"It's not just the secrecy, or the corruption, or the cronyism, or the lack of oversight that's wrong with intelligence contracting: it's also the extent of outsourcing itself and the way it's carried out," says Shorrock in his book. "The government has yet to spell out what intelligence functions are safe to outsource and which are not."
What jobs are "inherently governmental"? Companies like Halliburton already do the bulk of the cooking and cleaning for the military at home and abroad, but is interrogation going too far?
Interrogators that this reporter knows who have worked at Abu Ghraib, Bagram, Camp Cropper and Guantanamo Bay say that they are often more qualified than the soldiers that they work with, and this is mostly true.
Despite several well-publicised cases of alleged contractor abuse during interrogation, the vast majority of the cases of abuse documented by groups like Human Rights Watch in its "By the Numbers" report, the most detailed study to date, have mostly been conducted by military personnel and not contractors.
Some private contractors have actually challenged government propaganda, like David Kay of SAIC who went into Iraq in 2003 to search for the weapons of mass destruction that Pres. Bush claimed Saddam Hussein had hidden. Kay returned in January 2004 to say Iraq did not have any such weapons.
Yet the contract interrogators I have spoken to themselves point out the lack of supervision that they are given and the fact that the worst punishment that they are ever threatened with is being fired.
The question then is who will do this oversight and decide what can be outsourced and what should not?
Obama has already said that he will be extremely vigilant. "Under my plan, if contractors break the law, they will be prosecuted," he told students at the University of Iowa last year.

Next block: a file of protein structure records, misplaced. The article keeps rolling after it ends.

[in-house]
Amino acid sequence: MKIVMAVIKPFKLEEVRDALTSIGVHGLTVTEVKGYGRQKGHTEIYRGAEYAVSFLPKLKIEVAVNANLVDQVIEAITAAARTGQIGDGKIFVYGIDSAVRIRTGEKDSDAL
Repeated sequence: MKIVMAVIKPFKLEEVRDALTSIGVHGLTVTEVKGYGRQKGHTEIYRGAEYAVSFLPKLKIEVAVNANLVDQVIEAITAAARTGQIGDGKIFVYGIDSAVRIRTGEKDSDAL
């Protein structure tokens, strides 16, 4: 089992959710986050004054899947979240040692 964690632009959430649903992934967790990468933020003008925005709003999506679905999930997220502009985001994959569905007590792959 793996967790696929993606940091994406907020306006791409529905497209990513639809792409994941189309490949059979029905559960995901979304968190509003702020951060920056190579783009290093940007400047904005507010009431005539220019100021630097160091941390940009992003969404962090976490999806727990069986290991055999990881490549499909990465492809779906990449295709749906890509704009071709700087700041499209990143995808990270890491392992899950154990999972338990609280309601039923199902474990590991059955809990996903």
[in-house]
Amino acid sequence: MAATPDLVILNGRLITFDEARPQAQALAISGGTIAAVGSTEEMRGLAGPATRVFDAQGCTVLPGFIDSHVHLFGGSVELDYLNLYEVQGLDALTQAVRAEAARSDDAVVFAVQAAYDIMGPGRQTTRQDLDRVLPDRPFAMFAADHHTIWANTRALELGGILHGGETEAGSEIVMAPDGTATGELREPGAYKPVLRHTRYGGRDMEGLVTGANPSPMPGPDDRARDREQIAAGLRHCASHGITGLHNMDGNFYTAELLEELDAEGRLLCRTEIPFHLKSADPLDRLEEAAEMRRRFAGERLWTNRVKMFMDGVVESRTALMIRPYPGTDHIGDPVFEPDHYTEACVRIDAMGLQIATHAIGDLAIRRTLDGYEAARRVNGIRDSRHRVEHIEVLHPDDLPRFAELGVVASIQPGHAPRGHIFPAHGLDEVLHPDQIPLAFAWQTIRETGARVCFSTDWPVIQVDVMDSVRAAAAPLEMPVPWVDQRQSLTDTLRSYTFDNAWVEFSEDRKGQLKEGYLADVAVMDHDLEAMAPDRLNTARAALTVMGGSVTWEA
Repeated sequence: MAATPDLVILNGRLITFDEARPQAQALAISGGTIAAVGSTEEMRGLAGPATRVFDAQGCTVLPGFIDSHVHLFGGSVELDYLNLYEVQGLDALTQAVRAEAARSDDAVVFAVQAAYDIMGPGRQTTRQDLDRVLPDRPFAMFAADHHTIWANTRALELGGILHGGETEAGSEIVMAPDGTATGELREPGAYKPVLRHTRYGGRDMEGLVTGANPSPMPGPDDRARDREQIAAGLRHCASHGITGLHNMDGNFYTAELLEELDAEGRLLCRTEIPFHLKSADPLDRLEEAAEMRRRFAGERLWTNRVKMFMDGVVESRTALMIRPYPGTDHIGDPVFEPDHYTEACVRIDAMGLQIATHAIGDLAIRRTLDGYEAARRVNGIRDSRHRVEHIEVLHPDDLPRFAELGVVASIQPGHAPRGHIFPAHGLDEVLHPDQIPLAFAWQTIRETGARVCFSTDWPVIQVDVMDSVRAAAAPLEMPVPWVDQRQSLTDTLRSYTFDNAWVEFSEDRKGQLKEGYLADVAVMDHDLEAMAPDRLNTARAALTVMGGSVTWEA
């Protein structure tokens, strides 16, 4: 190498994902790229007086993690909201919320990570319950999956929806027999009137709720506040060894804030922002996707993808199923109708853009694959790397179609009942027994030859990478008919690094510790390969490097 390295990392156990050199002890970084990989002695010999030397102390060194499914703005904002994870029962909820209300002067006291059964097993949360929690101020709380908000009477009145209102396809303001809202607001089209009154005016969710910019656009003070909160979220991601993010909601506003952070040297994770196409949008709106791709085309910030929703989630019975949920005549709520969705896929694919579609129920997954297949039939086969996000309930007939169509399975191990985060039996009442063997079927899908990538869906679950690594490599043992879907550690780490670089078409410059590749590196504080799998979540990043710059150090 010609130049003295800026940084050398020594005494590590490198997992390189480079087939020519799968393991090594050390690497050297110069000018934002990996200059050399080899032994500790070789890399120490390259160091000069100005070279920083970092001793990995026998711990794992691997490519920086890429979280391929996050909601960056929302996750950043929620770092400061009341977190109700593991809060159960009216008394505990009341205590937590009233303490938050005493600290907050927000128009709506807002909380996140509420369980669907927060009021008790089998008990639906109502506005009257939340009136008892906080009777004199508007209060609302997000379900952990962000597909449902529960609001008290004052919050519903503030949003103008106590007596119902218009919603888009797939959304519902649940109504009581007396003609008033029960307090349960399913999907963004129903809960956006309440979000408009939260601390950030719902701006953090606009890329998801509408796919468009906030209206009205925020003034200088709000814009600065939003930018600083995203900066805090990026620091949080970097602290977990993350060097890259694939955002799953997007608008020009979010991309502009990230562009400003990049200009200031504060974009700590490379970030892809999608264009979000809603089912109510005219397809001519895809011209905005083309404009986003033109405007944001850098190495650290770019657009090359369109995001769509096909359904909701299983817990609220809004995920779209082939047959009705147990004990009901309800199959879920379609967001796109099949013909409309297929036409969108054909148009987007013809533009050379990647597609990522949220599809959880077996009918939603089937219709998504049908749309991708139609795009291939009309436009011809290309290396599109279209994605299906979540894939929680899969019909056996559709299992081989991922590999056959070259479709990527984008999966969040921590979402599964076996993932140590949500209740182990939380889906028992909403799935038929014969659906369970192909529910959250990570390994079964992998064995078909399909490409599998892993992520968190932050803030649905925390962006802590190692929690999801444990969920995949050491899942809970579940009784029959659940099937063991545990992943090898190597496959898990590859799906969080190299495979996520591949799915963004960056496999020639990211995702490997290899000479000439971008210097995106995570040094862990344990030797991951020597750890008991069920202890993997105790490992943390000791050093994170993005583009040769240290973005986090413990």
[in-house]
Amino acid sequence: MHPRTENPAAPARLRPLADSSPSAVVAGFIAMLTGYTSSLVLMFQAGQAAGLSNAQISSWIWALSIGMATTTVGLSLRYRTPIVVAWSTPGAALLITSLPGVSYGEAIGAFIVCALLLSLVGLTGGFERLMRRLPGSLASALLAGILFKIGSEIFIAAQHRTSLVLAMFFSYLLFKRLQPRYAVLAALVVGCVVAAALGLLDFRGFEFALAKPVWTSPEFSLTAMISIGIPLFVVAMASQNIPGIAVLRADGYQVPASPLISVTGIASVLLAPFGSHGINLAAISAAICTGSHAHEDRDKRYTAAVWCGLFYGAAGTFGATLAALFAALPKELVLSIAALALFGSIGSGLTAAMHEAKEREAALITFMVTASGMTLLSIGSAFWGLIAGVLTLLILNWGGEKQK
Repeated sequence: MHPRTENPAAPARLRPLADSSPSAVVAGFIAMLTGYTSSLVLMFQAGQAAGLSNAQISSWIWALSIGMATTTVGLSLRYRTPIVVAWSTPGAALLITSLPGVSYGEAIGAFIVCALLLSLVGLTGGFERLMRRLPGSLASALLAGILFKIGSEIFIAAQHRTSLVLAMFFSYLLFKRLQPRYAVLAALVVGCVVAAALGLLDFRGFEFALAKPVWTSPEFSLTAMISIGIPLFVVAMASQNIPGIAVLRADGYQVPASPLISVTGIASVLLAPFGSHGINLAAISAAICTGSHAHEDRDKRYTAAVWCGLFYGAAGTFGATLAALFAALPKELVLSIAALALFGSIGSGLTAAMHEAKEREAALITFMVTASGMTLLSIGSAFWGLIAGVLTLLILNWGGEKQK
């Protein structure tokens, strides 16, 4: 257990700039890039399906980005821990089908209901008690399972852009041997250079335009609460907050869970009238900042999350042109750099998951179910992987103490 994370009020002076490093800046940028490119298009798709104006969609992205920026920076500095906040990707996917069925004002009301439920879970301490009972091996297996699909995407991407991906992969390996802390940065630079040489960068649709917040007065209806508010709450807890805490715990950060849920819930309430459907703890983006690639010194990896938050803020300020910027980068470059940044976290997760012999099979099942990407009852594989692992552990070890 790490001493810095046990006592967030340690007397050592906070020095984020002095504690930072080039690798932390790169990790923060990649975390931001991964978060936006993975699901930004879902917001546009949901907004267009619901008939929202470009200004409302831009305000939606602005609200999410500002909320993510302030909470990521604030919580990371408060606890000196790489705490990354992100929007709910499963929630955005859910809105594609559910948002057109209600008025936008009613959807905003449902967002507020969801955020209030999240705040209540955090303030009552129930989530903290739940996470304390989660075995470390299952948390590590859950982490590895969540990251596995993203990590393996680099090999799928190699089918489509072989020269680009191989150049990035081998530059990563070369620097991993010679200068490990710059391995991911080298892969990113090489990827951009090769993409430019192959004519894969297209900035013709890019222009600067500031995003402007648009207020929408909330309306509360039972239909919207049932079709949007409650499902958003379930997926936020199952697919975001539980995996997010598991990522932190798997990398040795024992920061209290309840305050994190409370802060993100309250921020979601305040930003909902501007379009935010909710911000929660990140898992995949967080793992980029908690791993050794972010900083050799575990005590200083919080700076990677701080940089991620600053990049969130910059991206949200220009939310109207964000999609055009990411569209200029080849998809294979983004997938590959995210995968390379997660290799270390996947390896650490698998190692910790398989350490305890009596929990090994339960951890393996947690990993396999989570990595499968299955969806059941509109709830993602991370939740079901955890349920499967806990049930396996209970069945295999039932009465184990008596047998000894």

"I've proposed tougher government reforms than any other candidate in this race – reforms that would eliminate the kind of no-bid contracts that this administration has given to Blackwater," he said.
But Shorrock's book demonstrates that the Obama administration is facing the very same conflicts of interest that the Bush administration did because most of the top-ranking officials in the intelligence industry today are already compromised by having crossed back and forth from public to private employment (at twice their government pay or more) and then back again.
Take the case of Michael McConnell, the current director of national intelligence, who ran the National Security Agency before quitting to work for Booz Allen Hamilton for 10 years, and then returned to work for the Bush administration as the nation's spy chief, where he effectively oversees the agencies that provided most of the revenues of his former employer. McConnell also used to head the Intelligence and National Security Alliance, or INSA, a chamber of commerce for the intelligence contractors.
Obama's first pick for the head of the CIA was John Brennan, a former CEO of The Analysis Corporation, a major intelligence contractor, who actually has the same job at INSA that Mike McConnell once held.
Brennan has since dropped out of the running, but Obama observers would do well to refer to "Spies for Hire" to see what conflicts of interest his future intelligence choices might bring to the table.
Pratap Chatterjee is managing editor of CorpWatch. His new book "Halliburton's Army" from Nation Books will be in stores in February 2009.